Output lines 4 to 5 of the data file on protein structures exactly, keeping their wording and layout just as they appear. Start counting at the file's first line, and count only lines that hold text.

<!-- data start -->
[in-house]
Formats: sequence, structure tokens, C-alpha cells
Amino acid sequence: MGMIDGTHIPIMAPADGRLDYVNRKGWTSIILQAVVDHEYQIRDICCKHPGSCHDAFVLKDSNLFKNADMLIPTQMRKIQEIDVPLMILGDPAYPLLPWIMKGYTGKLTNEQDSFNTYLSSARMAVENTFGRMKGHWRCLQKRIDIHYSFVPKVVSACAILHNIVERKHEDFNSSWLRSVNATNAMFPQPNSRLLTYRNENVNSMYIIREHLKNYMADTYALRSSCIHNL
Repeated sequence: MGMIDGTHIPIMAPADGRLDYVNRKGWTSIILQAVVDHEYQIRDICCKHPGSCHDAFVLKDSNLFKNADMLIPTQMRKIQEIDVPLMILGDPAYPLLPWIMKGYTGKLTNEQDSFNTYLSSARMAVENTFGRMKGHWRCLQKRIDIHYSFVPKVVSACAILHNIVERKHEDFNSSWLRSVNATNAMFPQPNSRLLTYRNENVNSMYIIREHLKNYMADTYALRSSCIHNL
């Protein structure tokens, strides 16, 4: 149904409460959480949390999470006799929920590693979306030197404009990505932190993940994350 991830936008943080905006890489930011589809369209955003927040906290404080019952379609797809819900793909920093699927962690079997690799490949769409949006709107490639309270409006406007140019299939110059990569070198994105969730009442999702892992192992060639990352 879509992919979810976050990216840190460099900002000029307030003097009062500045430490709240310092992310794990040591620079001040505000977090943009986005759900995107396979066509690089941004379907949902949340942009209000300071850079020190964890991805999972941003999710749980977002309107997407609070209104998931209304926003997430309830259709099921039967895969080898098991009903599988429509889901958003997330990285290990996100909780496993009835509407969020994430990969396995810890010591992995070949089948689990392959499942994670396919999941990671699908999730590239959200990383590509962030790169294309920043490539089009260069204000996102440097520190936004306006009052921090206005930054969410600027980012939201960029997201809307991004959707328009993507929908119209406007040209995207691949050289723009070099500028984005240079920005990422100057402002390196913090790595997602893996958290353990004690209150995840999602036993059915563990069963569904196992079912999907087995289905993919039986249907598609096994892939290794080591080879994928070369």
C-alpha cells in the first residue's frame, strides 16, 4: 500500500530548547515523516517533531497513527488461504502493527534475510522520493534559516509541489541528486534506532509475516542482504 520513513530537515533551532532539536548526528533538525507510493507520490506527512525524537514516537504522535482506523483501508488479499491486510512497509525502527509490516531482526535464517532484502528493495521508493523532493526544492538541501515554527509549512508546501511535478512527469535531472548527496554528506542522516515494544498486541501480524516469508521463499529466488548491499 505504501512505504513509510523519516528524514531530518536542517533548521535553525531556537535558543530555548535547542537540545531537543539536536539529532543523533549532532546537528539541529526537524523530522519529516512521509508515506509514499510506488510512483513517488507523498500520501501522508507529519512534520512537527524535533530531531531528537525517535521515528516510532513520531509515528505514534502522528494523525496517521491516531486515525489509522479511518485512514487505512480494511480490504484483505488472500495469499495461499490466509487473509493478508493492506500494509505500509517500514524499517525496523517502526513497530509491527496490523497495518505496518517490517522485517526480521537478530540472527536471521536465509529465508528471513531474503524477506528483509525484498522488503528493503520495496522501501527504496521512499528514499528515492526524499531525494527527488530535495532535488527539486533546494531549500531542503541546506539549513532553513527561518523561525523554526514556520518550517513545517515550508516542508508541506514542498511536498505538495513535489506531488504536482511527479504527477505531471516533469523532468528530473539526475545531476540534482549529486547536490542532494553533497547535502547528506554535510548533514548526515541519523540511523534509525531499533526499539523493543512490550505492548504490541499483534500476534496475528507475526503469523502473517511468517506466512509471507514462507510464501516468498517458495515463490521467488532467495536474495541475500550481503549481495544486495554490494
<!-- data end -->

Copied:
Repeated sequence: MGMIDGTHIPIMAPADGRLDYVNRKGWTSIILQAVVDHEYQIRDICCKHPGSCHDAFVLKDSNLFKNADMLIPTQMRKIQEIDVPLMILGDPAYPLLPWIMKGYTGKLTNEQDSFNTYLSSARMAVENTFGRMKGHWRCLQKRIDIHYSFVPKVVSACAILHNIVERKHEDFNSSWLRSVNATNAMFPQPNSRLLTYRNENVNSMYIIREHLKNYMADTYALRSSCIHNL
């Protein structure tokens, strides 16, 4: 149904409460959480949390999470006799929920590693979306030197404009990505932190993940994350 991830936008943080905006890489930011589809369209955003927040906290404080019952379609797809819900793909920093699927962690079997690799490949769409949006709107490639309270409006406007140019299939110059990569070198994105969730009442999702892992192992060639990352 879509992919979810976050990216840190460099900002000029307030003097009062500045430490709240310092992310794990040591620079001040505000977090943009986005759900995107396979066509690089941004379907949902949340942009209000300071850079020190964890991805999972941003999710749980977002309107997407609070209104998931209304926003997430309830259709099921039967895969080898098991009903599988429509889901958003997330990285290990996100909780496993009835509407969020994430990969396995810890010591992995070949089948689990392959499942994670396919999941990671699908999730590239959200990383590509962030790169294309920043490539089009260069204000996102440097520190936004306006009052921090206005930054969410600027980012939201960029997201809307991004959707328009993507929908119209406007040209995207691949050289723009070099500028984005240079920005990422100057402002390196913090790595997602893996958290353990004690209150995840999602036993059915563990069963569904196992079912999907087995289905993919039986249907598609096994892939290794080591080879994928070369």